We all know deep down in our hearts that weight gain is caused by eating more calories than we burn. It’s a very simple formula, if you eat more, or eat foods with more calories, you gain weight. If you don’t, you don’t. That’s not the hard part, of course, the hard part is abstaining from eating more calories than are burned, or avoiding those foods that pile on the calories. This is where moderation comes in.
In its simplest form, moderation is the act of using the least amount necessary to get the job done; applied to food, it means eating just enough to sustain your existence. You don’t eat more than you need, nor do you eat less than you need. It also applies to the choices of food eaten. Eating foods high in nutrients and low in sugar and other non-essential ingredients is counter-productive and thus, not necessary in a human diet. Also, it has been shown that the human digestive system works at its best when given a steady supply of fiber, thus, eating foods with high fiber content, such as vegetables and fruits, keeps are innards happy and humming along without complaint.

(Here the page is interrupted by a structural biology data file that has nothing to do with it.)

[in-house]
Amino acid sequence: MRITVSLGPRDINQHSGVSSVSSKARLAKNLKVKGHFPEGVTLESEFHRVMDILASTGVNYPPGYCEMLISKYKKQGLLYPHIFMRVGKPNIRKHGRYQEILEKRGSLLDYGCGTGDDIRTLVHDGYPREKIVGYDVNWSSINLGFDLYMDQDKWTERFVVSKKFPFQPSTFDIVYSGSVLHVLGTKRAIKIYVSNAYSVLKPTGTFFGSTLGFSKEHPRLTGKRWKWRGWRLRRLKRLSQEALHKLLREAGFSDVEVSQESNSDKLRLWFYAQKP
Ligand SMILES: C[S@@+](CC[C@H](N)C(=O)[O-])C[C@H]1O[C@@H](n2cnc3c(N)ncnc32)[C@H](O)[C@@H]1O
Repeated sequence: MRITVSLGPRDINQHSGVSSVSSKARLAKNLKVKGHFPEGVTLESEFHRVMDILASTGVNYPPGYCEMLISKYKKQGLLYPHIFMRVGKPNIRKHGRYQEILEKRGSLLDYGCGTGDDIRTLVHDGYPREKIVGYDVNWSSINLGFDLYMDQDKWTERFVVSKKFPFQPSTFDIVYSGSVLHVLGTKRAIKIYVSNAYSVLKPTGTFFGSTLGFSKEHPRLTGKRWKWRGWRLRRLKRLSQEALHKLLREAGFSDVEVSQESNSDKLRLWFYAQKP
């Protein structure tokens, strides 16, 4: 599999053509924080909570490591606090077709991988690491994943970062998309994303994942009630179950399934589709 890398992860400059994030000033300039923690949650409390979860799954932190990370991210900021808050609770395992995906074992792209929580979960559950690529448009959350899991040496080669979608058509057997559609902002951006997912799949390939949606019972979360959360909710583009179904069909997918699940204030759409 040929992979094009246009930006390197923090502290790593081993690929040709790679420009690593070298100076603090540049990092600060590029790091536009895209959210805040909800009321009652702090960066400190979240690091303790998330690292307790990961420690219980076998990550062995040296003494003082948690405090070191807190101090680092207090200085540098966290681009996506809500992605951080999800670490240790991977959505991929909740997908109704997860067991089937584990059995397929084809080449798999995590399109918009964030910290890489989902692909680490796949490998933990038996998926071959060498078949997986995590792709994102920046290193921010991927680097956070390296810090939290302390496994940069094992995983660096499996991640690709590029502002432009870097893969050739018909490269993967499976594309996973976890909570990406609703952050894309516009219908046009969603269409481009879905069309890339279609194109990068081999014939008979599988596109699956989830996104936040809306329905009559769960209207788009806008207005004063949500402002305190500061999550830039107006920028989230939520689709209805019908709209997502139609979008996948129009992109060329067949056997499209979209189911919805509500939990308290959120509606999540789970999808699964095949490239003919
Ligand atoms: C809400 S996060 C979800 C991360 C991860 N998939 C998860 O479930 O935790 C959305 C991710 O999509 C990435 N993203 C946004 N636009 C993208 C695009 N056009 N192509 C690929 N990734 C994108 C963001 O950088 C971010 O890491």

Looked at this way, it makes little sense to spend time and money obtaining foods that go against what are bodies want, and then consuming them for no other reason than momentary pleasure.
If we were all logical beings, none of us would have weight issues. Unfortunately, we are not. We are caring, feeling, dramatists, constantly in search of the next fix. We want things that make us feel good; that taste good or soothe the palette. We want more than sustenance, we want to live free and do exactly as we please every moment we are able, and dam the consequences.
Unfortunately that approach isn’t working for a lot of us either.
Again, this is where moderation comes in, because learning to live a life of moderation isn’t confined to our food choices. It applies to our partying and drinking habits, or how long and how much we play video games or watch television. It applies to how much we put into our jobs and our relationships.
In short, a life of moderation applies to virtually aspect of day to day life.
The reason people reach for a more moderate life is because they’ve come to see that the life they are living is one of anxiety and fatigue. After spending so much time trying to balance what they eat with choices good and bad, or fighting with friends or family over personal choices, or putting so much into certain areas of their life, they find they have little left over for the good stuff. The fun stuff. The stuff that we are supposedly doing all the other stuff to obtain.
To put it simply, leading a life of moderation allows people to relax and quit obsessing over things that don’t matter, so that they can focus on those things that truly do. And in so doing, things begin to balance, including body weight.